Pride in community renewed

Published 10:33 am Wednesday, October 12, 2011

As everyone probably knows by now there are three final candidates in the running to be the next president at Jefferson Davis Community College. Five people were interviewed for the position last week and I was lucky enough to be on hand as those interviews took place.

During those interviews of people who probably never heard of Brewton before they applied for the vacancy pride in my community began to swell.

Seriously, there were five people who were doing everything in their power to get to Brewton. For just about all of my life I had heard people (mostly teenagers) say how badly they wanted to leave Brewton — and then, here are people just dying to get into our community. Imagine that.

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From what I understand, all of the candidates for the job had actually been in the county for a couple of days before their interviews. They had even made the drive over to Atmore to check out the JDCC campus there and they all still showed up for the interviews.

One candidate said she had visited around the community and even asked a few questions about the college. Now, mind you, the folks she talked with didn’t know her from Adam, but they responded positively about the community and about the college. She even said that the majority of those who talked with her spoke very fondly of their own experiences or the experiences of their friends and family when it came to attending JDCC.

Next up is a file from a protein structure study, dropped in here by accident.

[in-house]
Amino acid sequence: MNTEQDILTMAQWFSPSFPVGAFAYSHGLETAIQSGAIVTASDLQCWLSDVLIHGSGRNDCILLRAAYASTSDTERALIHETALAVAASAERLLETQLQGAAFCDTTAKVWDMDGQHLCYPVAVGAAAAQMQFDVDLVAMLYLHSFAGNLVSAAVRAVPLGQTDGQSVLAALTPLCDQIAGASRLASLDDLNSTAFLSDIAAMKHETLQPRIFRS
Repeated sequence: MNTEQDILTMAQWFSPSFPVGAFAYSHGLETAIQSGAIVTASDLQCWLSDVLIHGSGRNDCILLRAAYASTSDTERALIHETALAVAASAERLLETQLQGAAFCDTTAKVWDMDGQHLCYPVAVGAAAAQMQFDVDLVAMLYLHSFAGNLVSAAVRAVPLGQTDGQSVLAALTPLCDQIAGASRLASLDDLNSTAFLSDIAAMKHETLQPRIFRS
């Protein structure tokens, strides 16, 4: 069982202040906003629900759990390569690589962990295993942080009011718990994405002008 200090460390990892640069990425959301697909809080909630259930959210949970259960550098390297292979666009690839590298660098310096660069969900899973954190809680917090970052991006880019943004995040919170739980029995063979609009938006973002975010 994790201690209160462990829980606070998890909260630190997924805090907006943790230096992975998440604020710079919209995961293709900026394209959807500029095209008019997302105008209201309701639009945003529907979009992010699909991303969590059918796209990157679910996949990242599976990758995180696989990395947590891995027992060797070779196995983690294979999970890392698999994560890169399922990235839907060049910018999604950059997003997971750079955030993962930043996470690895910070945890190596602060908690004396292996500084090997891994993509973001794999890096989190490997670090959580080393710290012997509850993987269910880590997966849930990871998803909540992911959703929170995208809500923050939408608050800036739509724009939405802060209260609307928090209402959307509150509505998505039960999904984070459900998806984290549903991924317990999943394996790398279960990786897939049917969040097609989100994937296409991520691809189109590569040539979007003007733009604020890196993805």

What does that say about our community? A lot.

It says that we have friendly people here who aren’t generally afraid of speaking to a stranger. It says that JDCC has a good reputation and the faculty and staff don’t look at students as just a tuition payment. It says that we open our arms and doors for strangers and welcome them to the community even if they don’t have a southern accent.

America is known as the melting pot of the world. Based on what I heard and saw last week, I began to take a closer look at our community. I came to the conclusion we are a melting pot, too. We have a variety of nationalities living in our community and, for the most part, everyone lives peacefully here. We are lucky.

I’m glad to live in a melting pot community. I’m glad to call this my home and thankful it is the community where my child will grow up and learn to love and accept others.

No doubt my child will someday utter the phrase “I can’t wait to get out of here” — but just like his mother, he will probably be happy to come home when the time is right.